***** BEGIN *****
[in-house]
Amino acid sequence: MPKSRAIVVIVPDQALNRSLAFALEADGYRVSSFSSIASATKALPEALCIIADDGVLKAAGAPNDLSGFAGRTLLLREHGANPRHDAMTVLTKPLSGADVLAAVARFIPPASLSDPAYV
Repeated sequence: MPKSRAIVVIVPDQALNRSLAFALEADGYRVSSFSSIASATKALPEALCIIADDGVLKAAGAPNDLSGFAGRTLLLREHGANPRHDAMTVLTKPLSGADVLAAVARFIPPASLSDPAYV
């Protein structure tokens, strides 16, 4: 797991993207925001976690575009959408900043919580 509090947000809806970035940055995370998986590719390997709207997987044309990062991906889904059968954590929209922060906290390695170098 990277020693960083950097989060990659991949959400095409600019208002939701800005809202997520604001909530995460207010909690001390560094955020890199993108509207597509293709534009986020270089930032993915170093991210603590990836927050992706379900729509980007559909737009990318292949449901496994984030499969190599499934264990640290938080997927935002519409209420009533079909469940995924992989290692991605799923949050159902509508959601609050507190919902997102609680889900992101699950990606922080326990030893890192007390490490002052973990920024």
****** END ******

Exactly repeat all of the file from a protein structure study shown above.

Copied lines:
[in-house]
Amino acid sequence: MPKSRAIVVIVPDQALNRSLAFALEADGYRVSSFSSIASATKALPEALCIIADDGVLKAAGAPNDLSGFAGRTLLLREHGANPRHDAMTVLTKPLSGADVLAAVARFIPPASLSDPAYV
Repeated sequence: MPKSRAIVVIVPDQALNRSLAFALEADGYRVSSFSSIASATKALPEALCIIADDGVLKAAGAPNDLSGFAGRTLLLREHGANPRHDAMTVLTKPLSGADVLAAVARFIPPASLSDPAYV
């Protein structure tokens, strides 16, 4: 797991993207925001976690575009959408900043919580 509090947000809806970035940055995370998986590719390997709207997987044309990062991906889904059968954590929209922060906290390695170098 990277020693960083950097989060990659991949959400095409600019208002939701800005809202997520604001909530995460207010909690001390560094955020890199993108509207597509293709534009986020270089930032993915170093991210603590990836927050992706379900729509980007559909737009990318292949449901496994984030499969190599499934264990640290938080997927935002519409209420009533079909469940995924992989290692991605799923949050159902509508959601609050507190919902997102609680889900992101699950990606922080326990030893890192007390490490002052973990920024």